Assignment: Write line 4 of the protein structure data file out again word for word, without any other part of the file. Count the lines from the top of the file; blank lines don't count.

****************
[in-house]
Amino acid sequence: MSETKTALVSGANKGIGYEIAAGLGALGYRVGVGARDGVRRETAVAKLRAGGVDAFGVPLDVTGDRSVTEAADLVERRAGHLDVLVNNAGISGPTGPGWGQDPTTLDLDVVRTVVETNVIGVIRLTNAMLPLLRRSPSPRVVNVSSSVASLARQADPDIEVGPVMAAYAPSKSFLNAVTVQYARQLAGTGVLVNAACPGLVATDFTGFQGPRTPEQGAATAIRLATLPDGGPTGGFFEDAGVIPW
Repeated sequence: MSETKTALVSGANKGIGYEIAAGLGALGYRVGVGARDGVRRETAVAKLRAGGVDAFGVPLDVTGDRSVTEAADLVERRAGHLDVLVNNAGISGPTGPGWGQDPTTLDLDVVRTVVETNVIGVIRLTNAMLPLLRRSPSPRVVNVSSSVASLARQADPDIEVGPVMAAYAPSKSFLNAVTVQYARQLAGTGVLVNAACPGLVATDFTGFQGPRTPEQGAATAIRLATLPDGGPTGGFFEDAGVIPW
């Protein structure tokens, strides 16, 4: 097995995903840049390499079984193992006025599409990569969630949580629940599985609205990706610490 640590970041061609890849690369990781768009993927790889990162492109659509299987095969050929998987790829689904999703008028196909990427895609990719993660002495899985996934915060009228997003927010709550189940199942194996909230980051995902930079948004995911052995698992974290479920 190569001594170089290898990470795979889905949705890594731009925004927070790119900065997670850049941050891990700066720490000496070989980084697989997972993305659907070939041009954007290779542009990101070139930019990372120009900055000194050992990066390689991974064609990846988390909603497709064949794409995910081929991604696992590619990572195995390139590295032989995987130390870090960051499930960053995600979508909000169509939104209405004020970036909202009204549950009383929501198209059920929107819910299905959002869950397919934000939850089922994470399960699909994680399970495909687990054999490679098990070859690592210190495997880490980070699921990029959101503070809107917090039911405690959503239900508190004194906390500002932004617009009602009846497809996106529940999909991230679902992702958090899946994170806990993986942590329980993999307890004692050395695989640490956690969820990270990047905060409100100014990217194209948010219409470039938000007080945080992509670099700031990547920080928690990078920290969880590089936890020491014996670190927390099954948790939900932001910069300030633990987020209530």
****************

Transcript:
């Protein structure tokens, strides 16, 4: 097995995903840049390499079984193992006025599409990569969630949580629940599985609205990706610490 640590970041061609890849690369990781768009993927790889990162492109659509299987095969050929998987790829689904999703008028196909990427895609990719993660002495899985996934915060009228997003927010709550189940199942194996909230980051995902930079948004995911052995698992974290479920 190569001594170089290898990470795979889905949705890594731009925004927070790119900065997670850049941050891990700066720490000496070989980084697989997972993305659907070939041009954007290779542009990101070139930019990372120009900055000194050992990066390689991974064609990846988390909603497709064949794409995910081929991604696992590619990572195995390139590295032989995987130390870090960051499930960053995600979508909000169509939104209405004020970036909202009204549950009383929501198209059920929107819910299905959002869950397919934000939850089922994470399960699909994680399970495909687990054999490679098990070859690592210190495997880490980070699921990029959101503070809107917090039911405690959503239900508190004194906390500002932004617009009602009846497809996106529940999909991230679902992702958090899946994170806990993986942590329980993999307890004692050395695989640490956690969820990270990047905060409100100014990217194209948010219409470039938000007080945080992509670099700031990547920080928690990078920290969880590089936890020491014996670190927390099954948790939900932001910069300030633990987020209530």